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Transmission stop (T-stop)

How bright is a lens actually? The t-stop or “transmission stop” is a more useful measure of the actual brightness of a lens than f-stop, but it has all but disappeared except with cine lenses. The t-stop is directly relevant to the shutter speed that can be used, or the ISO that must be used to achieve a desired shutter speed.

The t-stop can vary by as much as 2/3 stop from the rated f-stop in this author’s experience—the f-stop as a measure of potential shutter speed is thus a lie with some lenses. It’s disappointing that manufacturers do not provide both f-stop and t-stop.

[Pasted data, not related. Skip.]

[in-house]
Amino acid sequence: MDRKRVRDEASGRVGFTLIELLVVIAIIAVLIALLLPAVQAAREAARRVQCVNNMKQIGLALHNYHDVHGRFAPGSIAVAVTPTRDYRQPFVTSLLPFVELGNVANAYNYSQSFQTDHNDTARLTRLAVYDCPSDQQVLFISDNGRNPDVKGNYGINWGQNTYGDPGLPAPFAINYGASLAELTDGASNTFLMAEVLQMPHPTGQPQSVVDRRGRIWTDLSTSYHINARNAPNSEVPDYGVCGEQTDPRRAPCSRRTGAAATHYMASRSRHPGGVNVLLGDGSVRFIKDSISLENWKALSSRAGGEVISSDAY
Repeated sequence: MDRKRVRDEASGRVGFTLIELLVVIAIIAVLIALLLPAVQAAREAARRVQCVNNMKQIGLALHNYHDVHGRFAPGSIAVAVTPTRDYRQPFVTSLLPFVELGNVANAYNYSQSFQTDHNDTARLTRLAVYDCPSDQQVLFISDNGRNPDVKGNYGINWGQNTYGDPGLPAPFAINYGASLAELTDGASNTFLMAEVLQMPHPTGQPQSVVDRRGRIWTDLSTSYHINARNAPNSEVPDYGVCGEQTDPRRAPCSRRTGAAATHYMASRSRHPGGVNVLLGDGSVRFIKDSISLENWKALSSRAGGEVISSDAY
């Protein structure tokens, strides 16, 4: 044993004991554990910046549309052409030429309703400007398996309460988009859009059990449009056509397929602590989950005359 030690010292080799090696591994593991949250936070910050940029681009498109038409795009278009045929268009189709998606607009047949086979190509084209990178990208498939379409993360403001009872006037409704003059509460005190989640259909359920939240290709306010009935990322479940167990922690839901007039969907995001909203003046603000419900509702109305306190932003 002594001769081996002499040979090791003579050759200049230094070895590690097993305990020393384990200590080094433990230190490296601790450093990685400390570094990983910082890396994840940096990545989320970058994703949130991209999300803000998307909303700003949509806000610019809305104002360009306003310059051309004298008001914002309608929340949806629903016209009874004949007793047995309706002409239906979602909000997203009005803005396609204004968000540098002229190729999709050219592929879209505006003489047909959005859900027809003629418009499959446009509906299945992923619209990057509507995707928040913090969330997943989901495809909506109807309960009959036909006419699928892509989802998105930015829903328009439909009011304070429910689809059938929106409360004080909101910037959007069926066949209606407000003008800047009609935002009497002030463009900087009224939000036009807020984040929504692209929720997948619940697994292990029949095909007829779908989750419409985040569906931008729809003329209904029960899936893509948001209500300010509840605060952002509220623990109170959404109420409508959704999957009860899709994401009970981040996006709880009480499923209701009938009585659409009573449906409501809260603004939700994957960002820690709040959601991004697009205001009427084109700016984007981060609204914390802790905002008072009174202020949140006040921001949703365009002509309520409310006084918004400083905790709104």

Some rounding is reasonable—lenses designated as f/2.8 might actually be f/2.7 or f/2.9 (f-stop = focal length / entrance pupil diameter). Significantly, the transmission of a lens can vary substantially. The ideal lens will have even spectral transmission (be completely neutral in color transmission like the Coastal Optics 60/4 APO) as well as transmitting all but a tiny fraction of the light.

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Since 2006, Diglloyd Advanced Photography is the authoritative review and reference for DSLRs and their lenses: Canon and Nikon primarily, but also Pentax and some medium format. Reviews of key DSLRs are included, but the primary focus is on lens performance. Also included is a wealth of technique and workflow approaches.

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